Dark grey clouds covered the sun and a thick, eerie fog hung over the cemetery like a veil. The girl stood beside me, lips blue, body shivering from the freezing cold. In front of me, the mourners huddled together beside the newly dug grave, cursing their decision to have the ceremony on this of all days. But I didn't mind the gloomy weather. In fact, I thought it was oddly appropriate. It felt as if Mother Nature was mourning the loss of a life along with his relatives.
"Your father isn't dead. He couldn't possibly be."
That's what they must have told his grandchildren when they asked, voices small and hoarse from crying, why Daddy hadn't been home in two days. Maybe someone had wiped the tears away as they fell down their faces and told them they had nothing to worry about. Their father was strong, healthy, full of life. How could they possibly be orphans? The thought alone was ridiculous. If his children were foolish, they might have believed that. But then three weeks went by, and another three weeks, and the local authorities moved on to other things. Our target was as good as dead as far as anyone was concerned.
His killers were never caught. No one ever even knew that he'd been murdered.
"Fancy seeing you here."
Startled out of my reverie, I looked behind me to face the speaker, a boy around the girl's age wearing a crooked tie and unbuttoned jacket. He stood out amongst the mourners who were gathered with us around the edge of the grave. Most of the guests there that day were our target's friends and neighbors, strangers I had never so much as made eye contact with. But this boy was different. I'd recognize that crooked smirk anywhere. He was no friend of the target's.
My eyes nearly rolled into the back of my head. Boys like Nash Landon had bad reputations to maintain. Going to a funeral for strangers more than twice his age would make him seem mysterious, like a brooding rebel with something to hide. I could think of no other reason for him to be there.
The girl turned to look at the boy who had spoken. "I've seen him before," she said. "His dad works for our boss, right? Did he ask him to come?"
I shook my head. "No, I would assume not. The boss doesn't really like his father. That's the one who always talks back to him. I'm sure you're familiar with the annoying little man who won't leave our boss alone."
"Oh." The girl wrinkled her nose. "What's he doing here, then?"
"Beats me," I said. "He probably doesn't even know what our target's name was, so there's no way they would've put him on the guest list. I guess he's a funeral crasher as well as the son of an idiot."
The girl chuckled, a sound I hadn't heard since the night of the murder.
"I can hear you, you know," Nash snaps. "And for the record, I'm not sorry for your loss. I'm sure whoever killed him had their reasons."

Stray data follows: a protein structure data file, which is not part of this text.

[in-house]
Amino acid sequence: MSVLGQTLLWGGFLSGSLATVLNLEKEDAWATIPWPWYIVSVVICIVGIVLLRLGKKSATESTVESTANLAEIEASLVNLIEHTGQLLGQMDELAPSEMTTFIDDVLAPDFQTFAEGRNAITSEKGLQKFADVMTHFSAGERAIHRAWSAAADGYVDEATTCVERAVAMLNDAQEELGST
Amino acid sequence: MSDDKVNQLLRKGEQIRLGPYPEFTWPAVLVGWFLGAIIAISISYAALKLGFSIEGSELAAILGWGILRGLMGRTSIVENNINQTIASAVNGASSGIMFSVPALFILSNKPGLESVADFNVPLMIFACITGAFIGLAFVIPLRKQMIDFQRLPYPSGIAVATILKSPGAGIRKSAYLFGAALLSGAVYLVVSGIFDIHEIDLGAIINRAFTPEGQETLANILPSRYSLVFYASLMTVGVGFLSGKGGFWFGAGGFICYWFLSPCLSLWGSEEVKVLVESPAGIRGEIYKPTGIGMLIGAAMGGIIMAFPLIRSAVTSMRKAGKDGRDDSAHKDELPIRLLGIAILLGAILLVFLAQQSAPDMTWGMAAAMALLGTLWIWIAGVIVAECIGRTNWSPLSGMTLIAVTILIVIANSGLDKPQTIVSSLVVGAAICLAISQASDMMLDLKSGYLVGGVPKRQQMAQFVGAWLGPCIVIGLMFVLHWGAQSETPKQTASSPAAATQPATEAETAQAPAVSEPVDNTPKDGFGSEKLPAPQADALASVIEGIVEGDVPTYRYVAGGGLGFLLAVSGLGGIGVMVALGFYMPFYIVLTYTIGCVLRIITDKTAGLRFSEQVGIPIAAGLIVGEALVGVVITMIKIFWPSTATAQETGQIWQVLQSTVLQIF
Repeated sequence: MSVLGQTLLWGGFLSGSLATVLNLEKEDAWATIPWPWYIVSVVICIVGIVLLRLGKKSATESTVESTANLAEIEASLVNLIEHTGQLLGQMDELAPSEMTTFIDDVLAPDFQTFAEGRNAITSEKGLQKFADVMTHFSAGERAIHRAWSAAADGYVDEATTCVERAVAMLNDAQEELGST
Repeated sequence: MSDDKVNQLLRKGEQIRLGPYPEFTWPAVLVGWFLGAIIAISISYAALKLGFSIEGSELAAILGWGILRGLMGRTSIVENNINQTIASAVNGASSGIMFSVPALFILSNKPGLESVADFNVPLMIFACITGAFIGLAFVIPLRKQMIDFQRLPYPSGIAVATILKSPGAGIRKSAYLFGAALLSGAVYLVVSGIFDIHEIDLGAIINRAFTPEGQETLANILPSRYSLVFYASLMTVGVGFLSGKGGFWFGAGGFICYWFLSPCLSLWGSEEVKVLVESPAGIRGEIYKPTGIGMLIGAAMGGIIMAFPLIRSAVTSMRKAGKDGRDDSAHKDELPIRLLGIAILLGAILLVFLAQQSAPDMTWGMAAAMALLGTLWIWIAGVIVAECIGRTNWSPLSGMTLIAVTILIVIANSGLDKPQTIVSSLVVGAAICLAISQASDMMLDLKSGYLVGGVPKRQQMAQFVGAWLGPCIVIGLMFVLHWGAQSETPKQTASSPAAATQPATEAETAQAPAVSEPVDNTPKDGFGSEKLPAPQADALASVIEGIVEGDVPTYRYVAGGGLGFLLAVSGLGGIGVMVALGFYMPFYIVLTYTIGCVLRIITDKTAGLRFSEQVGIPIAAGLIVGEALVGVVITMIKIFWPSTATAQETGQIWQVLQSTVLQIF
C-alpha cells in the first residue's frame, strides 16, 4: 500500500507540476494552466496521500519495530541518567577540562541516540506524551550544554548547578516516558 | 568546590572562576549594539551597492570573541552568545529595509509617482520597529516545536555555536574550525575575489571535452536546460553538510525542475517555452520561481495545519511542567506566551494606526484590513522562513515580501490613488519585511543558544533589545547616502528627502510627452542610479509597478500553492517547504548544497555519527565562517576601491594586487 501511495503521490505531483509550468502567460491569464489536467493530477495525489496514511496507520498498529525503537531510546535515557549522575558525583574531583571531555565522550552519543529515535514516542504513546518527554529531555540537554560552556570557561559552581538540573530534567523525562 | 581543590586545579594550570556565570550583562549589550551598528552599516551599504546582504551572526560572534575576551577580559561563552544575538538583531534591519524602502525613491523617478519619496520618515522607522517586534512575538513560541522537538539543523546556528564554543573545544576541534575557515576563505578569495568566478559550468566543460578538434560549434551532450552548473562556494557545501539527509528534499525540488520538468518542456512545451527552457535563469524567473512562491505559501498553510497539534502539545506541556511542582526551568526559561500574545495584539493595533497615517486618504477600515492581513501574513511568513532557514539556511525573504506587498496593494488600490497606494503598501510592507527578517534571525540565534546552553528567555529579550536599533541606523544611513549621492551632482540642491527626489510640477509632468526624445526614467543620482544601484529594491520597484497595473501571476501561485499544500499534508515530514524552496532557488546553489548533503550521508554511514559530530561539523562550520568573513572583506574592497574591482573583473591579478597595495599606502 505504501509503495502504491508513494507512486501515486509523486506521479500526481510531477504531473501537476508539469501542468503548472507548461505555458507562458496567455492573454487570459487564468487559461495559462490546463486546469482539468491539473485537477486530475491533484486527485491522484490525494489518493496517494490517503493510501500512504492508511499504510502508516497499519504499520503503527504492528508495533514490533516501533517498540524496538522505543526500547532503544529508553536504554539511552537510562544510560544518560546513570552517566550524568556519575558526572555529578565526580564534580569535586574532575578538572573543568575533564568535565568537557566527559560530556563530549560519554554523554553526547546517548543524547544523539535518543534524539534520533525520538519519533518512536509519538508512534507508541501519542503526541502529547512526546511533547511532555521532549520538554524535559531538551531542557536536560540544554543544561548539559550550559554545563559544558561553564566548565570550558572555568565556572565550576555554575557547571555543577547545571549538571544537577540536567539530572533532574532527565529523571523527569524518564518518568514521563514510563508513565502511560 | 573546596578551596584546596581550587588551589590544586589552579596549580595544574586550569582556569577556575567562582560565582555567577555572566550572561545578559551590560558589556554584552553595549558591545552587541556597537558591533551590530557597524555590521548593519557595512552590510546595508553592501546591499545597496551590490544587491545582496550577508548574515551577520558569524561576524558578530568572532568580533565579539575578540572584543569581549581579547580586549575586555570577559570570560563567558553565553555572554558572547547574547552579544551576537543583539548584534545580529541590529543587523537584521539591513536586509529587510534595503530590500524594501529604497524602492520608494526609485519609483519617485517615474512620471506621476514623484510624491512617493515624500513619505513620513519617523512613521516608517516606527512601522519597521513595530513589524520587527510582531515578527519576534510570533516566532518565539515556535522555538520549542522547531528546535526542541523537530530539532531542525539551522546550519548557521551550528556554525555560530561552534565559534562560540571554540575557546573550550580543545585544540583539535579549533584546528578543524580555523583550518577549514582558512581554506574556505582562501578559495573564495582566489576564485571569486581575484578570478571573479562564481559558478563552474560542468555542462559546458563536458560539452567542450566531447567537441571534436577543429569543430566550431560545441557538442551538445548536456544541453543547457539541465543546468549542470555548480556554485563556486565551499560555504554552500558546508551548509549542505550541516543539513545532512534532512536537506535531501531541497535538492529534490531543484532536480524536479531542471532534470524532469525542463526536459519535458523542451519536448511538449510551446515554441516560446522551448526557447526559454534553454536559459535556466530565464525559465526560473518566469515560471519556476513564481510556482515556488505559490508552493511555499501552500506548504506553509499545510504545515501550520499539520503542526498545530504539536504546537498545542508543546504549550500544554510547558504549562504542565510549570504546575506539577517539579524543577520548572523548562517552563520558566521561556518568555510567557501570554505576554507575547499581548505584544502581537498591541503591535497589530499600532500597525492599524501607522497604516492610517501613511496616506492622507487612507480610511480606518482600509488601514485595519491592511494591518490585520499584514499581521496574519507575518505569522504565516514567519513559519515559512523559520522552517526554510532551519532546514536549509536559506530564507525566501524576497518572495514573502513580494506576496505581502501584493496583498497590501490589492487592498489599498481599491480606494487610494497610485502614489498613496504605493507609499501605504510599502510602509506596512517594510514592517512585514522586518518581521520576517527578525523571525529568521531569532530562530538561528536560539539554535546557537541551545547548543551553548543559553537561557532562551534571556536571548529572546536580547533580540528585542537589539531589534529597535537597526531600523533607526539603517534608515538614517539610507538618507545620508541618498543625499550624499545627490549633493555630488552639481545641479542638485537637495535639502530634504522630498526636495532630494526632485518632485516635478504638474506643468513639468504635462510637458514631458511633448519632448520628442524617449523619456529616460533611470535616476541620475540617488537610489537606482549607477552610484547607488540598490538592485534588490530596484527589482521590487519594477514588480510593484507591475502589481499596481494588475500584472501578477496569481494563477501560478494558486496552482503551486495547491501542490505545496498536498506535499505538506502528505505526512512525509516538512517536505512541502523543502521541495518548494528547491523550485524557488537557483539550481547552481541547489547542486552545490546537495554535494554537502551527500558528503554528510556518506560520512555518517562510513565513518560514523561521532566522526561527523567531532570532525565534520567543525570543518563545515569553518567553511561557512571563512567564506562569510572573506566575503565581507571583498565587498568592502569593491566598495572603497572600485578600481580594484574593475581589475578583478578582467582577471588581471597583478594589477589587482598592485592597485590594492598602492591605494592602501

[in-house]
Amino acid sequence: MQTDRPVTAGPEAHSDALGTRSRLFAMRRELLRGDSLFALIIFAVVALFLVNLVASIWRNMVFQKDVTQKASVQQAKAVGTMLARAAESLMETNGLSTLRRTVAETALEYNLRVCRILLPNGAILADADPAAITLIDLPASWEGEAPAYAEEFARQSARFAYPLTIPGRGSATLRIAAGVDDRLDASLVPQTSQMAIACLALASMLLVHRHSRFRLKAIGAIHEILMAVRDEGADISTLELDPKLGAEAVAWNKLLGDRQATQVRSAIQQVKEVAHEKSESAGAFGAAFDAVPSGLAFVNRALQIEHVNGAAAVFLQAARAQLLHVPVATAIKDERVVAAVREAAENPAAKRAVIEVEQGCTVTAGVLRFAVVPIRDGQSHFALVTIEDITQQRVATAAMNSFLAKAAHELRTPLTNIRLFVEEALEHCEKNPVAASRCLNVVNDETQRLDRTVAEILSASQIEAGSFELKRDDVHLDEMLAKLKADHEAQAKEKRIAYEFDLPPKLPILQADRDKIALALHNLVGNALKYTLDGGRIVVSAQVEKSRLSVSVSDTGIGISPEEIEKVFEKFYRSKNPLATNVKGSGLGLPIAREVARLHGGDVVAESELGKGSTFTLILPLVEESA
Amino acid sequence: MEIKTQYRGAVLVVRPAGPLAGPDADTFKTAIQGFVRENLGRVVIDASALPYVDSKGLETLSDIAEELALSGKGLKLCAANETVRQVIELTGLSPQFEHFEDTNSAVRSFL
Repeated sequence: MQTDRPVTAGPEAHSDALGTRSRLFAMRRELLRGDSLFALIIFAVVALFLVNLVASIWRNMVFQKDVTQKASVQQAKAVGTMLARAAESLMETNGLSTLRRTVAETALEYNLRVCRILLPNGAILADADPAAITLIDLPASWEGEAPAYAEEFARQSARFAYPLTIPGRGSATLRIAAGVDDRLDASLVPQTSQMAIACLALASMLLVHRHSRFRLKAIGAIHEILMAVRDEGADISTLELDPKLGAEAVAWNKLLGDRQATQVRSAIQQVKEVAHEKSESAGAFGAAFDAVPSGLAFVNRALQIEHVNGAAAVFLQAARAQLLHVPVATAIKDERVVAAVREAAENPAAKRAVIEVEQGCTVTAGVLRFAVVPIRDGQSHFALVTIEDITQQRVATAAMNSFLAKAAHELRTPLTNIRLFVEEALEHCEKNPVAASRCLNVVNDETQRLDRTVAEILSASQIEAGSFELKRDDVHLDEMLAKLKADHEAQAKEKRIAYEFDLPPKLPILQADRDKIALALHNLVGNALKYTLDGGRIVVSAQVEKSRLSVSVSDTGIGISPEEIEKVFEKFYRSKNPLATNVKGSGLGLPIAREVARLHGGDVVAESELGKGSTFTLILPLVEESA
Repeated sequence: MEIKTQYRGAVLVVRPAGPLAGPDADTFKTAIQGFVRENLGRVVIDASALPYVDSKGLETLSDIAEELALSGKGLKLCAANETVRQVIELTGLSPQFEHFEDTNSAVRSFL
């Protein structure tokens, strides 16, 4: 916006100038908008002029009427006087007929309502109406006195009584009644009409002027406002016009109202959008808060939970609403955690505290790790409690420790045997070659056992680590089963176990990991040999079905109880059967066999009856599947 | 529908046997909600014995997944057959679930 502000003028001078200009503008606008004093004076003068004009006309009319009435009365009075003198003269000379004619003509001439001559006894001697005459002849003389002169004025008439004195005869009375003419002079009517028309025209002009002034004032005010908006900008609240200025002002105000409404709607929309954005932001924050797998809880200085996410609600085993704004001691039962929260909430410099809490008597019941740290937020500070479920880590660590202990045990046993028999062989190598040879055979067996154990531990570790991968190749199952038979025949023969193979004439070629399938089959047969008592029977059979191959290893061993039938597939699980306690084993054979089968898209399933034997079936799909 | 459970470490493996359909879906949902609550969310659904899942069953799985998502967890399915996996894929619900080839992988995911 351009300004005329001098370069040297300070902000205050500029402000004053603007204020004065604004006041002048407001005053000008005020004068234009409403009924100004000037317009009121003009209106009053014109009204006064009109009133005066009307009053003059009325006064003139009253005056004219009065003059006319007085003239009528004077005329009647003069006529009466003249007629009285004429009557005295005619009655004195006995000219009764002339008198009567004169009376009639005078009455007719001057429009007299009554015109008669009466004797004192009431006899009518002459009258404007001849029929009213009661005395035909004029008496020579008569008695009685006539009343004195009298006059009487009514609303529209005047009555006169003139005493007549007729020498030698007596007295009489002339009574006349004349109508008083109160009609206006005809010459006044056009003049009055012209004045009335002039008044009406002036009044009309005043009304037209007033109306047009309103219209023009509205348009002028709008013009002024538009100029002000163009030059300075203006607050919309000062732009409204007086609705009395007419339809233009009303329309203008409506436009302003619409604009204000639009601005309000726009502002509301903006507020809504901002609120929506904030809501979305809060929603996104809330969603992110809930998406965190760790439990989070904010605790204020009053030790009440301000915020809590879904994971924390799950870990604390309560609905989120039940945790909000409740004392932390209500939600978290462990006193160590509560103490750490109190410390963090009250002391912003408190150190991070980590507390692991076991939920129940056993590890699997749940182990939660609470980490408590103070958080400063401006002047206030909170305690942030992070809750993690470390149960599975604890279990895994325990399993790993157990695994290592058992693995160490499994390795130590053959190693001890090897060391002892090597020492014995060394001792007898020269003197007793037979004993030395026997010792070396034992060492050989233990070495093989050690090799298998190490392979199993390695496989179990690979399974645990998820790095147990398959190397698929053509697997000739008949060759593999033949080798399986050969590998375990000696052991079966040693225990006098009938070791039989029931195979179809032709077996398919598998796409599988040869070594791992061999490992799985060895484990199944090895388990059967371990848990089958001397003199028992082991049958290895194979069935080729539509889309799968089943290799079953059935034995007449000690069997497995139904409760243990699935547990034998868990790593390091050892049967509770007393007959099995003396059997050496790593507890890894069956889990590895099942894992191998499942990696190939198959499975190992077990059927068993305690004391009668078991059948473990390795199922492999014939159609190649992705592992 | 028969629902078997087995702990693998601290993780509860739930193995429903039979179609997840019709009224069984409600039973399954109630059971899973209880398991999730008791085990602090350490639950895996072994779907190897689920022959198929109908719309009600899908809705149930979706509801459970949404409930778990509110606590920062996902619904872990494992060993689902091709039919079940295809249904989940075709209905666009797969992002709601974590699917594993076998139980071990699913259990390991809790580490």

A hush fell over the crowd of mourners. Heads turned like clockwork to see the face of the boy who had spoken. The child standing beside him clenched their fist and pulled it back, and would have punched him if someone hadn't grabbed her arm before she could deliver the blow. "Let me do it, Henley." The speaker was a younger girl with ribbons in her red hair, presumably Henley's sister.
"Actually, it would probably be best if you didn't make a scene here. We'll deal with him later, all right?" Henley's sister opened her mouth to protest, but then they pointed to where the casket was being lowered six feet into the ground, and she understood. Another place, another time, but not now.
"Does the boy know who his father really works for," the girl whispered, "or is his dad keeping it a secret from him?"
I glanced behind me to make sure the boy wasn't listening. He wasn't, so I knelt down and whispered in the girl's ear, "He's got no idea. From what I've heard, he's interested in fake magic, the kind mortals see in Las Vegas and at birthday parties. But he doesn't know about real magic. Daddy Dearest is too scared to tell him anything."
If looks could kill, the death glare the girl was shooting my way would have murdered me on the spot. "The way you're talking about him is kind of rude. Can you tell me what you have against him?"
I let a long, deep sigh escape my lips. "Listen, um - what's your name? I don't think you ever told me."
"Well, Meredith, there are things about that kid you don't know. He's dangerous."
Meredith scoffed. "I thought you liked dangerous."
"Not when it comes to him." I checked again to make sure Nash's ice blue eyes were turned away from me. "The kid doesn't know it, at least not yet, but he has the power to destroy everything we've been working for. If he wanted to, he could bring down our entire organization. I could make sure that doesn't happen. I could get to know Nash, coax him onto our side. But his father has other ideas. I suppose he's worried about his son getting involved with the likes of you and I. He wants him to have a normal childhood, away from the world of magic. Somehow, he convinced the boss not to do anything to him. But it's only a matter of time before he finds out about- "
Suddenly, a trembling Meredith clamped a cold hand over my mouth. "Be very quiet. We need to get out of here without drawing any attention to ourselves."
"Why? What's going on?" I ask when she takes her hand off of my mouth. My eyes followed Meredith's pointed finger to where the mother and child were standing, and my heart nearly dropped into my stomach.
Nash had been paying no mind to our whispers. But Henley's bright, curious hazel
eyes were trained on us. They must have heard everything. The shock of the realization wore out quickly, and as my muscles began to relax a wide grin spread its way across my face.
"Well, then," I said. "Time to initiate Operation Lookout."